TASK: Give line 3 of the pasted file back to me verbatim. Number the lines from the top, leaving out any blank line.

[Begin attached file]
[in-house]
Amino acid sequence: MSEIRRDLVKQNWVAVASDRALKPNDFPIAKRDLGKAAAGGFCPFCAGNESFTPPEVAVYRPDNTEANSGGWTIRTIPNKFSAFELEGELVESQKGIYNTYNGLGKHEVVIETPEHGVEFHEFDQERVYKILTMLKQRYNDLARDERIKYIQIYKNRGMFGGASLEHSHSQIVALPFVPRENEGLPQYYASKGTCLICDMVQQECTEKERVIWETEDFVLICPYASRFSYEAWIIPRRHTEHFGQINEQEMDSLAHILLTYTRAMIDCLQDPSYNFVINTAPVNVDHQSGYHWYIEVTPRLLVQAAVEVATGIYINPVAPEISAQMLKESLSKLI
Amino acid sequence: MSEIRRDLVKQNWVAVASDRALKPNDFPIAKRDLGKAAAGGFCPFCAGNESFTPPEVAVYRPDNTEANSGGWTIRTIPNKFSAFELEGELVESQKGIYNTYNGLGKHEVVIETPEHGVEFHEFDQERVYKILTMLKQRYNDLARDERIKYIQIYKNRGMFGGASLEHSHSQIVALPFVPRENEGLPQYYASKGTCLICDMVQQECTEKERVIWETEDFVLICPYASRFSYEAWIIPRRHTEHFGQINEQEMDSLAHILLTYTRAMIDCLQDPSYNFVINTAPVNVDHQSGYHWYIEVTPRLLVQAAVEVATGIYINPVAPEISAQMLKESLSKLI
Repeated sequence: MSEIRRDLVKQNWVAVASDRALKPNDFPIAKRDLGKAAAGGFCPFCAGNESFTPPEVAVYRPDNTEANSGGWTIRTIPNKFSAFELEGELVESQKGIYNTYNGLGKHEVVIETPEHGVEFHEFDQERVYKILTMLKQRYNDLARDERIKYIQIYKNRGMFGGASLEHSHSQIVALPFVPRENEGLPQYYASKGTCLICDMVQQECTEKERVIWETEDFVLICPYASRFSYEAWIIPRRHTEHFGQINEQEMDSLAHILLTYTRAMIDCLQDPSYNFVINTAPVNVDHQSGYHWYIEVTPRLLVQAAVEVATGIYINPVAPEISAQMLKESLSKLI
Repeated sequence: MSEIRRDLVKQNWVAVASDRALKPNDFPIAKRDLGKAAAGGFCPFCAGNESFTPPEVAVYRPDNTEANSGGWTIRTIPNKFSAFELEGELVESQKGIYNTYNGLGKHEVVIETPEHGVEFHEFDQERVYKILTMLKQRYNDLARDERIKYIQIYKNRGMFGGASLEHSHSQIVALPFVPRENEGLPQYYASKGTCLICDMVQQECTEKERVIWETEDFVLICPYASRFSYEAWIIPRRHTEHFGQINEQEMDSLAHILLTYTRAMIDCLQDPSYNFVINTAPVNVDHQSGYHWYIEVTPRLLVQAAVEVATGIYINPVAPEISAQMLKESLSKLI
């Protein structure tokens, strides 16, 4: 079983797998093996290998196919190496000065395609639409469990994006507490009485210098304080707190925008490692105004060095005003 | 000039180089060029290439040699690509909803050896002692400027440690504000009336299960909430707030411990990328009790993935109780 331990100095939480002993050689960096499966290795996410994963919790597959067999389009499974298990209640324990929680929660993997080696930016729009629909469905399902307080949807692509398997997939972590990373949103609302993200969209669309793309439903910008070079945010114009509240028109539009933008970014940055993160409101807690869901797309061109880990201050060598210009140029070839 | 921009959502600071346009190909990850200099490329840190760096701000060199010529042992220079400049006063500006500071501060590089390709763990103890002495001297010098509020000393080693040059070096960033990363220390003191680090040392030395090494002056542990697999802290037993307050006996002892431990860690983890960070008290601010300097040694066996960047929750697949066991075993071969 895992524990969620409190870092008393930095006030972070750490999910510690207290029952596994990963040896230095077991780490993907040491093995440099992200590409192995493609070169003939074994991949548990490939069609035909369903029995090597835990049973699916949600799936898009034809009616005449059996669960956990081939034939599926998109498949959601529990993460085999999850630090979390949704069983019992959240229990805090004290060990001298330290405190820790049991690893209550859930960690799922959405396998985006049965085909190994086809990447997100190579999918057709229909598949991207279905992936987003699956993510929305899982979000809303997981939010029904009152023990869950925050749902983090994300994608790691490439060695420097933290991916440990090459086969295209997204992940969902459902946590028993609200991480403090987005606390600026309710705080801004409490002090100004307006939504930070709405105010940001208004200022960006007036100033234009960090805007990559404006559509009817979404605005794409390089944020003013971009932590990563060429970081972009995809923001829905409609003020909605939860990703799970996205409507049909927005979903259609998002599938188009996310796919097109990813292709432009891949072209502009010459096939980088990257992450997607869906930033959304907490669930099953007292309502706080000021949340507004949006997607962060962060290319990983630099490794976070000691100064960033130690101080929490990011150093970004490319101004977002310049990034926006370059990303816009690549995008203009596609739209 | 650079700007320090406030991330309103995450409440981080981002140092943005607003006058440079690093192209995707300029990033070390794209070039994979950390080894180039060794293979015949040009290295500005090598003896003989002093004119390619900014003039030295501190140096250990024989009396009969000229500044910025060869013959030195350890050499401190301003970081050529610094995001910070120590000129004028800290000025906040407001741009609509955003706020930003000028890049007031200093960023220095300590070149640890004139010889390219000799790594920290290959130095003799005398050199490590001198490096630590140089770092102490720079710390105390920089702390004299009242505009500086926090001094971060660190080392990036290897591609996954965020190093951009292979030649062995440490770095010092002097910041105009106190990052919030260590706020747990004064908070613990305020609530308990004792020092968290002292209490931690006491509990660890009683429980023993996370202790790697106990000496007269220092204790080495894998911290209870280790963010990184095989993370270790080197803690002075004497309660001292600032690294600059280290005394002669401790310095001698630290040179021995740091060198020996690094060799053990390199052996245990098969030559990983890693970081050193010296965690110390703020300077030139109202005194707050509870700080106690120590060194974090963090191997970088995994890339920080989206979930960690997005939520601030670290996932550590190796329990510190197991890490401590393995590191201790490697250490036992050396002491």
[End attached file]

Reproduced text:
Amino acid sequence: MSEIRRDLVKQNWVAVASDRALKPNDFPIAKRDLGKAAAGGFCPFCAGNESFTPPEVAVYRPDNTEANSGGWTIRTIPNKFSAFELEGELVESQKGIYNTYNGLGKHEVVIETPEHGVEFHEFDQERVYKILTMLKQRYNDLARDERIKYIQIYKNRGMFGGASLEHSHSQIVALPFVPRENEGLPQYYASKGTCLICDMVQQECTEKERVIWETEDFVLICPYASRFSYEAWIIPRRHTEHFGQINEQEMDSLAHILLTYTRAMIDCLQDPSYNFVINTAPVNVDHQSGYHWYIEVTPRLLVQAAVEVATGIYINPVAPEISAQMLKESLSKLI